To the Editor I was sorry to see that in their response to my October 1991 letter to the editor (Phys Ther. 1991;71:763–764) about their May 1991 article on the first-year results of the Association's 3-year study of physical therapy practices (Phys Ther. 1991; 71:366–381), Jette and Davis chose not to document the source of their contention that “the probability of falsely rejecting K true null hypotheses in a series of N independent t tests (N>K) increases as N increases, even if the tests are on different variables [italics added]” (Phys Ther. 1991;71:764–765). Response Alan M Jette, PhD, PT, Senior Research Scientist, New England Research Institute Inc, 9 Galen St, Watertown, MA 02172 Kenneth D Davis, PT, Assistant Director for Operations, Mid-America Rehabilitation Hospital, 5701 W 110th St, Overland Park, KS 66211
 
This excerpt was created in the absence of an abstract. After being asked to deliver this most prestigious lectureship (Figure), one of the first things I did was look at the list of previous Mary McMillan Lecturers. Looking at the cast that preceded me, I was nothing short of awestruck. I graduated from my entry-level [professional] physical therapy training in 1979 and attended my first APTA annual conference in 1980. I vividly remember attending Florence Kendall's Mary McMillan address.1 I have not missed many McMillan Lectures since then. In fact, I can count on one hand those I have missed. My fondest memories of these lectures involve the highly spirited debate about some of the more pressing issues of our time. Suffice it to say that you [McMillan Lecturers] did not always agree about these issues. Why should we be surprised that this group would have differences of opinion?
 
To help advance theory in physical therapy, the 1987 Annual Conference Call for Participants will invite a new type of presentation, Theory Papers. Each paper is to address the kind of theory being presented, the explanatory or predictive purpose of the theory, the evidence on which the theory is based, the testability of the theory, and the importance of the theory. Theory connects practice and ideas. Prediction of new treatment techniques, explanation of existing methods, and discrimination between fruitless and potentially fruitful areas of research inquiry depend on integration of ideas, empirical research data, and practice in the clinic. This integrator of facts and ideas is theory.¹ Much of the basic biology and physiology required to generate theory in physical therapy is in place. Physical therapists are beginning to accumulate the empirical, clinical data required for sophisticated theory germination.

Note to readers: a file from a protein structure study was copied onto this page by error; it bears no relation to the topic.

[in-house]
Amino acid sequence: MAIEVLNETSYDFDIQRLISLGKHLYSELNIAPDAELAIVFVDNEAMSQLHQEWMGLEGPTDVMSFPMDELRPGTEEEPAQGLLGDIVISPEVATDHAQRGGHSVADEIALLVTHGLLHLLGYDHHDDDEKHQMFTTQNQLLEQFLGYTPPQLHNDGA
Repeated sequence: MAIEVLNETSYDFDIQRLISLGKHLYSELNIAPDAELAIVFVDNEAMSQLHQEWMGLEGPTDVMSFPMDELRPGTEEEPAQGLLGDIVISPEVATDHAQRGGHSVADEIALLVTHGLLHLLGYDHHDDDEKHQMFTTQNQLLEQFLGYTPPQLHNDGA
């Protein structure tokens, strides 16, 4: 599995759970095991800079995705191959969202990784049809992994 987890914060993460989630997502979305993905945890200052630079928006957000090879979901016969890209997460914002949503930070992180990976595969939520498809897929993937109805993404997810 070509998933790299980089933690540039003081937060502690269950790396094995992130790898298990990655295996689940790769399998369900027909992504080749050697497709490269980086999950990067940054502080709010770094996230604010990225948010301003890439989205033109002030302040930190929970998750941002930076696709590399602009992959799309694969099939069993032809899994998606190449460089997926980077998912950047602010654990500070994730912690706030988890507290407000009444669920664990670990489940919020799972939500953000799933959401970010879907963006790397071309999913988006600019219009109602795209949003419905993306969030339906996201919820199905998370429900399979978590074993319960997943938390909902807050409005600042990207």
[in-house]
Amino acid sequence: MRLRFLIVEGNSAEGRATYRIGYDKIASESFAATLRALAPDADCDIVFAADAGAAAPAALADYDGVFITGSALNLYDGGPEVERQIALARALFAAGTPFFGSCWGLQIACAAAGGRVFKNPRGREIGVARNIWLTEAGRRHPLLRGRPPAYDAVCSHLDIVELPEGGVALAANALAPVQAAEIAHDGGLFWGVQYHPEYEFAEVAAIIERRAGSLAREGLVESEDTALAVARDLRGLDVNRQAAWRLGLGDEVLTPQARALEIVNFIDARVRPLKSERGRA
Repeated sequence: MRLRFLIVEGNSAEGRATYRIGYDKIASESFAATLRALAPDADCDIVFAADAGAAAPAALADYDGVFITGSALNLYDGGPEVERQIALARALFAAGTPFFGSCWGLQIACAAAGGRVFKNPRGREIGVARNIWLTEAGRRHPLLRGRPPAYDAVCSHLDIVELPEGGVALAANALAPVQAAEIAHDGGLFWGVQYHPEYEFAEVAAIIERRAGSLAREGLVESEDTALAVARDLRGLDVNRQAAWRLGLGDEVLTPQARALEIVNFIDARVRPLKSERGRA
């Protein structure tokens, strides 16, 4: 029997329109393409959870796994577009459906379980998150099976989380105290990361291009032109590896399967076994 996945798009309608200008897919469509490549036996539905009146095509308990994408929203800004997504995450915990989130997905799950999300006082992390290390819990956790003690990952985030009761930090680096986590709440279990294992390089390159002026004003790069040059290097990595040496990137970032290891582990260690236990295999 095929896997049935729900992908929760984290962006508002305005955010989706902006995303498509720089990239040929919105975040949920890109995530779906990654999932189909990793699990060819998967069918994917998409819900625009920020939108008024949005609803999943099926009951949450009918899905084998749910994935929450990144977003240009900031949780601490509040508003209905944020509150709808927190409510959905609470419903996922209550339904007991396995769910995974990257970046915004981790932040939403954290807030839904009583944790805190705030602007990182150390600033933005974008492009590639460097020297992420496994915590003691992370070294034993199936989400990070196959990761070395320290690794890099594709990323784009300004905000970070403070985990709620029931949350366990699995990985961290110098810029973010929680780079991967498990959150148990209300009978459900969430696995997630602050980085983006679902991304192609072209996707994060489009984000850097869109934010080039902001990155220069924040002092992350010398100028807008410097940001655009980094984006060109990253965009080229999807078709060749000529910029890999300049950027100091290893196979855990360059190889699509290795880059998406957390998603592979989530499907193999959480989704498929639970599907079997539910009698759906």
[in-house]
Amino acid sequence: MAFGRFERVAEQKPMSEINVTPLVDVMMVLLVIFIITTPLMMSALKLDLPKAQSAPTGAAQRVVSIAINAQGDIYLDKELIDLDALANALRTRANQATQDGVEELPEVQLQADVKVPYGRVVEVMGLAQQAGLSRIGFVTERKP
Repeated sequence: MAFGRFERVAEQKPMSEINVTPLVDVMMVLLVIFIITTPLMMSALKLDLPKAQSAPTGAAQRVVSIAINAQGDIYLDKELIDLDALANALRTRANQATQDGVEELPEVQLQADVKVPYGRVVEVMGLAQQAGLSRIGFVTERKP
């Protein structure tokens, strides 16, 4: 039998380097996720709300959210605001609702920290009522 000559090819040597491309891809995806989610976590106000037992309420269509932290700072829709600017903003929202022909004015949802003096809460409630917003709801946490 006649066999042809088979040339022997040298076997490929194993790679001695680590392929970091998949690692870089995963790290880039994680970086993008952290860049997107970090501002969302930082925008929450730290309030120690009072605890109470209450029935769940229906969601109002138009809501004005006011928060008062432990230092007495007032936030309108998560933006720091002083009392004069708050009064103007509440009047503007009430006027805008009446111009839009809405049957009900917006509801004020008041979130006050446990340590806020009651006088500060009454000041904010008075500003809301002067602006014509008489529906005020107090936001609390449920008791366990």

This study examined the personal and technical characteristics used in an investigation of role modeling in physical therapy. Recently graduated physical therapists performed a forced-choice Q sort composed of 49 physical therapist characteristics to describe 1) themselves, 2) their model academic instructor, and 3) their model clinical instructor. A significant difference between the frequency of personal and technical characteristics placed in the Most Descriptive section resulted for the self sort. The 10 characteristics ranked by highest mean values were all personal for self sorts, the majority were personal for the clinical model and combined sorts, and were equally divided between personal and technical for the academic model sorts.
 
To the Editor In their May 1991 article on the first-year results of the Association's 3-year study of physical therapy practices (Phys Ther. 1991;71:366–381), Jette and Davis urged that caution be used in interpreting statistical significance from the multiple t tests they reported, “because at least 1 of every 20 tests undertaken will achieve statistical significance by chance alone.” In commenting on the report, Selker asserts this conclusion may be too optimistic after “61 repeated t tests on the same data.” The article by Jette and Davis reveals some problems with data analysis and interpretation that the authors and commentator either did not address or did not address satisfactorily. Response Alan M Jette, PhD, PT Senior Research Scientist, New England Research Institute Inc, 9 Galen St, Watertown, MA 02172 Kenneth D Davis, PT Assistant Administrator for Operations, Mid-America Rehabilitation Hospital, 5701 W 110th St, Overland Park, KS 66211